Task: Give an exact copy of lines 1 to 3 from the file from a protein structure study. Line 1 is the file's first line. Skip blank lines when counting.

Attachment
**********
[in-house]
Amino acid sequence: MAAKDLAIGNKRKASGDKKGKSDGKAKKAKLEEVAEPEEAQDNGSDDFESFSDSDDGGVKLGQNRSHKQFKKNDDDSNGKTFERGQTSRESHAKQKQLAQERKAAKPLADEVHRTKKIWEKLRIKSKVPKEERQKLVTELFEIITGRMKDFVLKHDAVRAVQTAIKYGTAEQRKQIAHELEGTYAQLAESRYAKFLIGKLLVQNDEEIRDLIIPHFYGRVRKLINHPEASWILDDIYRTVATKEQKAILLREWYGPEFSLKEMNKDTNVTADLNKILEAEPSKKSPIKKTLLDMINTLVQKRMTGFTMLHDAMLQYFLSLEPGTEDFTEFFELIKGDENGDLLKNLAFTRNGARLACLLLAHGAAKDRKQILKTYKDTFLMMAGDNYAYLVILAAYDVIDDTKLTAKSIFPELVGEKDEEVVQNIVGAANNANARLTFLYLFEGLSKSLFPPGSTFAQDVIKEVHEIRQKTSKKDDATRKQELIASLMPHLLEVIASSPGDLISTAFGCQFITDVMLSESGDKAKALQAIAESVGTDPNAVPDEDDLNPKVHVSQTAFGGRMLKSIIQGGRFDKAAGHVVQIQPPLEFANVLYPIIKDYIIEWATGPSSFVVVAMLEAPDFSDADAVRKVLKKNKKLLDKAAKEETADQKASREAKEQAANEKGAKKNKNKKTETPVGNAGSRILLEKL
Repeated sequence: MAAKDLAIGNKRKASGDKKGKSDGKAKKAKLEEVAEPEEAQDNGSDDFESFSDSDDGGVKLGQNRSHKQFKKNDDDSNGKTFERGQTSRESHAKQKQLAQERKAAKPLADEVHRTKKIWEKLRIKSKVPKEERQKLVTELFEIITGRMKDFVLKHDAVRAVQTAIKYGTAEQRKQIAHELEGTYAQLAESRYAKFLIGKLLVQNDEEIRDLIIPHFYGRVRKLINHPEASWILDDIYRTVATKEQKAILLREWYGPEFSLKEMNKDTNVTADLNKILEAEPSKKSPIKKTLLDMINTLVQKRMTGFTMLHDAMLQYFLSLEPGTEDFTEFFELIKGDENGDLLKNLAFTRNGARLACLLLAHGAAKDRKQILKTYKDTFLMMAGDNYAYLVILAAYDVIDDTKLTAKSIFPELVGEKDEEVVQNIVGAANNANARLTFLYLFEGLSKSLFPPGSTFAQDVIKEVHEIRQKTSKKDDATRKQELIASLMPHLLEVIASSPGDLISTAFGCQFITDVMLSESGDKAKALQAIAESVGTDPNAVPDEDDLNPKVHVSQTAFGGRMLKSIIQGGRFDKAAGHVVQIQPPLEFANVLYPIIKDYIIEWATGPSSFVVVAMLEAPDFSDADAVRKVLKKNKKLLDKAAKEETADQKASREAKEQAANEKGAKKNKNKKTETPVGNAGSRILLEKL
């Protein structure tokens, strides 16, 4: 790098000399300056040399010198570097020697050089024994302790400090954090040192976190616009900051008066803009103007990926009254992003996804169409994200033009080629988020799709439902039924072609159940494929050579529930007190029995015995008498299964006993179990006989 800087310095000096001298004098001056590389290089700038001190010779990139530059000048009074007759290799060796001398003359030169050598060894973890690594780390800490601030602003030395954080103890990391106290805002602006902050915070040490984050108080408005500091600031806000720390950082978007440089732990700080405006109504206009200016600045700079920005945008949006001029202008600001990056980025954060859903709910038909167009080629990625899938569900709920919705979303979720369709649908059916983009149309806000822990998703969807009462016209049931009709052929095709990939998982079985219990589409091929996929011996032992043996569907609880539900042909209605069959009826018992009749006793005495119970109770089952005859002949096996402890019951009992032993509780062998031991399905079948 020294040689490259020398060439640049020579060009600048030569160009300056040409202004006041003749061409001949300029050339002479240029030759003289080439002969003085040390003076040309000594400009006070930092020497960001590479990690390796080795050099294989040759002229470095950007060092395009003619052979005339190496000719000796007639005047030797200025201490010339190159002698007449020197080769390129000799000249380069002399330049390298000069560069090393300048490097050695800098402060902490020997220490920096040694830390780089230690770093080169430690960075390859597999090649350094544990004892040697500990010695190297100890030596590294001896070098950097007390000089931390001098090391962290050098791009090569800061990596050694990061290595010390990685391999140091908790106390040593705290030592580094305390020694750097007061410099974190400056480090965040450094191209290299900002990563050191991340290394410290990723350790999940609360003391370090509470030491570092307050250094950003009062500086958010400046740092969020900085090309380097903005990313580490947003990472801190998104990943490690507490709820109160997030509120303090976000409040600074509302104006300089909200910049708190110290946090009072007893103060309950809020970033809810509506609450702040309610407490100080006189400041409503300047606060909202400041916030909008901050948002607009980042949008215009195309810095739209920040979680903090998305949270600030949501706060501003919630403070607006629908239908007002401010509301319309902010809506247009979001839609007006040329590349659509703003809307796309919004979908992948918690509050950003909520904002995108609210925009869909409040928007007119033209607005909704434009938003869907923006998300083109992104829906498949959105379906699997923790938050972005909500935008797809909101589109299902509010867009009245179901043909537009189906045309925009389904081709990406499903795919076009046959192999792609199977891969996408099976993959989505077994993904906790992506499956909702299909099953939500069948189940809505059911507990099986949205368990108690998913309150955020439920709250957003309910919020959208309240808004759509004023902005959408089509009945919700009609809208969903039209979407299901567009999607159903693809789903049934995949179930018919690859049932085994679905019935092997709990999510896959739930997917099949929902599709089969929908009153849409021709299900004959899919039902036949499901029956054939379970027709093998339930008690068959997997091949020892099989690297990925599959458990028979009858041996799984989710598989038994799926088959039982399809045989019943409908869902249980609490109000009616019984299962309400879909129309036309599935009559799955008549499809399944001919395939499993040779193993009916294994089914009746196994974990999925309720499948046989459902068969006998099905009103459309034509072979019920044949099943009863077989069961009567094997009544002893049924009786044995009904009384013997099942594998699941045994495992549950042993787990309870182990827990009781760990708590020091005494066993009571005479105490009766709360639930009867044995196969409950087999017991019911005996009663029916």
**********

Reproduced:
[in-house]
Amino acid sequence: MAAKDLAIGNKRKASGDKKGKSDGKAKKAKLEEVAEPEEAQDNGSDDFESFSDSDDGGVKLGQNRSHKQFKKNDDDSNGKTFERGQTSRESHAKQKQLAQERKAAKPLADEVHRTKKIWEKLRIKSKVPKEERQKLVTELFEIITGRMKDFVLKHDAVRAVQTAIKYGTAEQRKQIAHELEGTYAQLAESRYAKFLIGKLLVQNDEEIRDLIIPHFYGRVRKLINHPEASWILDDIYRTVATKEQKAILLREWYGPEFSLKEMNKDTNVTADLNKILEAEPSKKSPIKKTLLDMINTLVQKRMTGFTMLHDAMLQYFLSLEPGTEDFTEFFELIKGDENGDLLKNLAFTRNGARLACLLLAHGAAKDRKQILKTYKDTFLMMAGDNYAYLVILAAYDVIDDTKLTAKSIFPELVGEKDEEVVQNIVGAANNANARLTFLYLFEGLSKSLFPPGSTFAQDVIKEVHEIRQKTSKKDDATRKQELIASLMPHLLEVIASSPGDLISTAFGCQFITDVMLSESGDKAKALQAIAESVGTDPNAVPDEDDLNPKVHVSQTAFGGRMLKSIIQGGRFDKAAGHVVQIQPPLEFANVLYPIIKDYIIEWATGPSSFVVVAMLEAPDFSDADAVRKVLKKNKKLLDKAAKEETADQKASREAKEQAANEKGAKKNKNKKTETPVGNAGSRILLEKL
Repeated sequence: MAAKDLAIGNKRKASGDKKGKSDGKAKKAKLEEVAEPEEAQDNGSDDFESFSDSDDGGVKLGQNRSHKQFKKNDDDSNGKTFERGQTSRESHAKQKQLAQERKAAKPLADEVHRTKKIWEKLRIKSKVPKEERQKLVTELFEIITGRMKDFVLKHDAVRAVQTAIKYGTAEQRKQIAHELEGTYAQLAESRYAKFLIGKLLVQNDEEIRDLIIPHFYGRVRKLINHPEASWILDDIYRTVATKEQKAILLREWYGPEFSLKEMNKDTNVTADLNKILEAEPSKKSPIKKTLLDMINTLVQKRMTGFTMLHDAMLQYFLSLEPGTEDFTEFFELIKGDENGDLLKNLAFTRNGARLACLLLAHGAAKDRKQILKTYKDTFLMMAGDNYAYLVILAAYDVIDDTKLTAKSIFPELVGEKDEEVVQNIVGAANNANARLTFLYLFEGLSKSLFPPGSTFAQDVIKEVHEIRQKTSKKDDATRKQELIASLMPHLLEVIASSPGDLISTAFGCQFITDVMLSESGDKAKALQAIAESVGTDPNAVPDEDDLNPKVHVSQTAFGGRMLKSIIQGGRFDKAAGHVVQIQPPLEFANVLYPIIKDYIIEWATGPSSFVVVAMLEAPDFSDADAVRKVLKKNKKLLDKAAKEETADQKASREAKEQAANEKGAKKNKNKKTETPVGNAGSRILLEKL